I need directions
Hello ladies and gentlemen.
I have been playing with the idea of writing a simple BASIC parser/interpreter, something that would somewhat like Dartmouth BASIC in terms of supported commands, functions, syntax and operators. I've previously had experience writing expression parsers for math(and logic) expressions written in infix notation. I've also implemented a few data structures along the way(singly/doubly linked list, queues, stacks, circular buffers etc.)
So I'm in not new to C++, I'm just clueless as to what I'm supposed to look at to get started with this. I know about recursive decent parsers, but I'm not sure if that would be suitable for this application. Could anyone give me some pointers?
Obviously I know there are a million different BASIC dialects out there, so I could just use any of these if I wanted to write something in BASIC, but this is mainly for my own entertainment/learning. So therefore I'm not looking for a parser generator either, I'm looking for information on how to go about this, on my own.(Possibly with help from this forum if I get stuck)
Not sure what exactly you want advice on.
The syntax of BASIC isn't terribly difficult to sort out in the majority of cases - IF- THEN - ELSE is probably the hairest part.
One would probably use a base-class that is extended to define the keywords and standard functions. You may need several of those.
You already understand how to parse/process expressions, which is another of the not-so-easy parts.
You can then build some sort of data structure representing the program, a map of line numbers perhaps, with either a vector or a list as the content of a line.
A hashmap (or perhaps a basic vector if your variable names are a-z + optional single digit, like many old versions of basic) to store variables, I guess. Variables would again be a base-class that is derivent to have different properties (float, integer, string).
For things like gosub, you'd just have a stack of references to the objects representing a line of code.
I'd get a good book on compiler/interpreter writing. This is a big topic, and parsing infix expressions is not much of a help when it comes to parsing a whole language.
Since you want an interpreter I wouldn't even bother with fancy parsers. Their learning curve, and specifications you have to write for your language - you might as well just roll-your-own.
BASIC only has a few basic keywords... Start with parsing statements - get familiar with their common characteristics... keyword, followed by such-and-such, whether optional or required, etc. etc.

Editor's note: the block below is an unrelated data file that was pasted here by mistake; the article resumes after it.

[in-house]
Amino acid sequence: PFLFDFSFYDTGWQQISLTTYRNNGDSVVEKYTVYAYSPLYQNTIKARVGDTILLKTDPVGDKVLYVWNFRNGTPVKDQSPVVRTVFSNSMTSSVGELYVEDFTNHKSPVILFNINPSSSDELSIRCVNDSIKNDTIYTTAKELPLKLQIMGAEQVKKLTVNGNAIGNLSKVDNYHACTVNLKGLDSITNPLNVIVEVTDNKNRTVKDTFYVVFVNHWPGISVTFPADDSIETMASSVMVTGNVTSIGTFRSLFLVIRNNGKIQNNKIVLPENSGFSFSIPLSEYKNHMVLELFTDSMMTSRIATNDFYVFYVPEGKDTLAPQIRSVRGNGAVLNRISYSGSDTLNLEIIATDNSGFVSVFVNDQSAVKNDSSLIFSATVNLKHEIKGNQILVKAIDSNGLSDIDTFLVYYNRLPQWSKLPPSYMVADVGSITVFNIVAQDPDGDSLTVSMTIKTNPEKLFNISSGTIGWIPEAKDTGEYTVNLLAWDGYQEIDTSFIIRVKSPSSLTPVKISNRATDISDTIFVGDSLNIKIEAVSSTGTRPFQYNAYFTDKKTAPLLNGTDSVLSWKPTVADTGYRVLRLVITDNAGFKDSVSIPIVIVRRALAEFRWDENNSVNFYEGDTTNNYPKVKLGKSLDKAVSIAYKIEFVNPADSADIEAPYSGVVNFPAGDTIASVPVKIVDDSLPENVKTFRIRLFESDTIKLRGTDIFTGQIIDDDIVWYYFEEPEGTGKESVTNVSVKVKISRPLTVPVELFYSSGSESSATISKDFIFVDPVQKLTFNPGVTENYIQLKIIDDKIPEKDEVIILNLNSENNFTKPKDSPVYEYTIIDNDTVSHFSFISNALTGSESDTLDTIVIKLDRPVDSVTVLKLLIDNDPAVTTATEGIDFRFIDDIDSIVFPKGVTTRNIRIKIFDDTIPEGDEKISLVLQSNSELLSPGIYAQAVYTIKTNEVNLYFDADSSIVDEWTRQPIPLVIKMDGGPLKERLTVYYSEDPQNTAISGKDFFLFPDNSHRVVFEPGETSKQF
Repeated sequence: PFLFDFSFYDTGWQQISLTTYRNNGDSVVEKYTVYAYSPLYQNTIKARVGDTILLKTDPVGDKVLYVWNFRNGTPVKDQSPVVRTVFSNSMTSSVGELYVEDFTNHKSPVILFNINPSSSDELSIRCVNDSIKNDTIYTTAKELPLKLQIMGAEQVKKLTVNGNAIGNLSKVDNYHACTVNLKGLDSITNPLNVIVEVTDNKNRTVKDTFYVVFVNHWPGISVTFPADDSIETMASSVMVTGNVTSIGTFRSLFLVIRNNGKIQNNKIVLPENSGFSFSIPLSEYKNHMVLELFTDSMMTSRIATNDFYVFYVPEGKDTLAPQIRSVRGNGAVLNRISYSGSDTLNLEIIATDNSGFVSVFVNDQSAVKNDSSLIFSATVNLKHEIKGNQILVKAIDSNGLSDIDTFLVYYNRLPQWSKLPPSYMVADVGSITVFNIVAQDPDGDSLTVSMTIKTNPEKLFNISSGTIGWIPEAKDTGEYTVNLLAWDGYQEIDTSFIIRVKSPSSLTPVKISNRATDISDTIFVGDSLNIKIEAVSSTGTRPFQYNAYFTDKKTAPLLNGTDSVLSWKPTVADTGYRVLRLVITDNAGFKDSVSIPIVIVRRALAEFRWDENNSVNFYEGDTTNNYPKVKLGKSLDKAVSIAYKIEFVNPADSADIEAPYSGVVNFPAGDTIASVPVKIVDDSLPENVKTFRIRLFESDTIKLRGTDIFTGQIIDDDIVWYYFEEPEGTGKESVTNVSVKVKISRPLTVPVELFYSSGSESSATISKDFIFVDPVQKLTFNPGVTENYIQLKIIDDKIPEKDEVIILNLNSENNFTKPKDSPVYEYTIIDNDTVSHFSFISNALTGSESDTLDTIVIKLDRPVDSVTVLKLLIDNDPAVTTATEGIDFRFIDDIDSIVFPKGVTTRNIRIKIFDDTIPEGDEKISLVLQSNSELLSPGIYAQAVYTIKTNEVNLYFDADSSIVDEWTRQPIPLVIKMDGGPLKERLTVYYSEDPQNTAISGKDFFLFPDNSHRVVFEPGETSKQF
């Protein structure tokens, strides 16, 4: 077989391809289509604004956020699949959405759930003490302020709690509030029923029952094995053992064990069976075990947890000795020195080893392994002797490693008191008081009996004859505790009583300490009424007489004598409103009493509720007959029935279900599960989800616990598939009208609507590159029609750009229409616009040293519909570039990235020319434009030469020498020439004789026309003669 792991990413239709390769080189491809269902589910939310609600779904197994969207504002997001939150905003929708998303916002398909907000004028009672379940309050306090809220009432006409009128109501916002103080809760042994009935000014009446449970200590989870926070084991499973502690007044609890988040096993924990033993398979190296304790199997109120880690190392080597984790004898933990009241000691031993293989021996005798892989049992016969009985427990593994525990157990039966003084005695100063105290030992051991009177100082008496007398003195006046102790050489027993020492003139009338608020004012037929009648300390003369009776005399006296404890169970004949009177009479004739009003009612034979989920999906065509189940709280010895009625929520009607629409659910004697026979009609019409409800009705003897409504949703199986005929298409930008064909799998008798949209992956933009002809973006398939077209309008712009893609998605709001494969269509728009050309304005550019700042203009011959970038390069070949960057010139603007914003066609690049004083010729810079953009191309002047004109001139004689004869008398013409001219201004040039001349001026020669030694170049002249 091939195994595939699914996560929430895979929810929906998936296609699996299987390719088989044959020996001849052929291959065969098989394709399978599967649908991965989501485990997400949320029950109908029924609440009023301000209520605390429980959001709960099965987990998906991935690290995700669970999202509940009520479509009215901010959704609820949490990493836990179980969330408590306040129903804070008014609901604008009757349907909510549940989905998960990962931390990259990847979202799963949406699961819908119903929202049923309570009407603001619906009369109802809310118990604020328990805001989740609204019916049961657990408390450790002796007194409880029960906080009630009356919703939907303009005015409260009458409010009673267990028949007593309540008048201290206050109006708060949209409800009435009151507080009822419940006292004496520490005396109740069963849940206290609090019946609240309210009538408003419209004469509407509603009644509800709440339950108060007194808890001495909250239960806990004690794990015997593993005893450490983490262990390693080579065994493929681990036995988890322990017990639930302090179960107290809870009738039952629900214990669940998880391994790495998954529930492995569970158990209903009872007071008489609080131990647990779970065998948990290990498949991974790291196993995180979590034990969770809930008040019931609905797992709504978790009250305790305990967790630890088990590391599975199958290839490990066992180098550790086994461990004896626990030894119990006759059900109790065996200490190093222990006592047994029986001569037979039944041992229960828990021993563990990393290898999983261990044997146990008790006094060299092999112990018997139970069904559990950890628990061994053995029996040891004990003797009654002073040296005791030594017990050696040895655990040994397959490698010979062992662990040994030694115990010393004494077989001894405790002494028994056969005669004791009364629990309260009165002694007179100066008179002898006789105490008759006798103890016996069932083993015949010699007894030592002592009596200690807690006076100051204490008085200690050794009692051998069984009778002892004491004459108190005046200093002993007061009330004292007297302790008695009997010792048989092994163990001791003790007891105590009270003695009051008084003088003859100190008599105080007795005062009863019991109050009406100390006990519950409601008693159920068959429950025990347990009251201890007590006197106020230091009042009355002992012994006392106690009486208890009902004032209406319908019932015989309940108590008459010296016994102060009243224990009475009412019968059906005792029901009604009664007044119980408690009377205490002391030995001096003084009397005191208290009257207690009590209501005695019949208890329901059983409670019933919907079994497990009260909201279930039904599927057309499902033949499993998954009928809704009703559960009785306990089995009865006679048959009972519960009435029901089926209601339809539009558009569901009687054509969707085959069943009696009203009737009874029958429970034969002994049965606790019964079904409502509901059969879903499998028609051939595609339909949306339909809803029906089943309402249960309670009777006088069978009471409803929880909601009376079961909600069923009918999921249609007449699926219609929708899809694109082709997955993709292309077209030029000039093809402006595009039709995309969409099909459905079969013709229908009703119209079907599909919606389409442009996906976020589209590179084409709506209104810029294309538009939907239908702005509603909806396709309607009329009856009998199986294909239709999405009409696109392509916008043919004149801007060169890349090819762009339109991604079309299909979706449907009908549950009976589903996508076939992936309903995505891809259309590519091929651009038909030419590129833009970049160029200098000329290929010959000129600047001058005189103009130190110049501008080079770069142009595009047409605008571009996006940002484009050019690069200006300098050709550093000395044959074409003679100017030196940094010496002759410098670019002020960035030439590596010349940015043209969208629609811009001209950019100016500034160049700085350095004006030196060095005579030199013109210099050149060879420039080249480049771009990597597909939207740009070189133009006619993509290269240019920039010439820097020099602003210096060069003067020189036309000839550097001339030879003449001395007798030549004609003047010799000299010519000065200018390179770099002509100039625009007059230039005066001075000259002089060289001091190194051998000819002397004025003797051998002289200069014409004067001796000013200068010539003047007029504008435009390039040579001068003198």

As was stated, parsing expressions are probably the trickiest, also the funnest to do. If you observe the language's operator precedence... and implement all of its built-in functions such as trig, logarithms, etc.
Next are your stack handling for GOSUB / RETURN, FOR / NEXT. And maybe a way to clean up the stack if the user GOTOs out of the loop "illegally"...
Handling variable names... (as stated, some type of lookup table that's reasonably fast)...
There are a lot of bits and pieces to consider. But they aren't all that difficult if you dedicate a week or two.
Alright guys, thanks for the replies. nonoob and matsp seem to have the same general suggestions, as for CornedBee, what book(s) would you recommend on this subject?
As for parsing expressions, I have a full expression parser down with all the common trig functions, exp, log, log10 etc. But I do get that interpreting a language is more difficult than this.
Well, aside from calculating expressions, it is not a HUGE challenge [not that I have ever written a Basic interpreter], you will have to deal with flow-control, which in Basic is pretty simple, as there aren't that many variants:
gosub / return - you need a stack for this. Not sure if you need to pop the stack when someone does a goto out of the subroutine (not sure how you would detect it).
goto - just change the current "where we are in the code
for next // remember where the for-loop starts in a stack kind of fashion. Remember to pop the stack if the user does a goto past the relevant next statement.
If you support user defined function (def fn ...), then you may need to do something to evaluate one of those expressions too, but that will be a single line of code, so you don't really need to support a stack for that [as long as they are "simple" user defined functions a'la old-style basic], as you can just call back into the standard evaluator functionality to perform the "evaluate user function", just like evaluating any other line of code.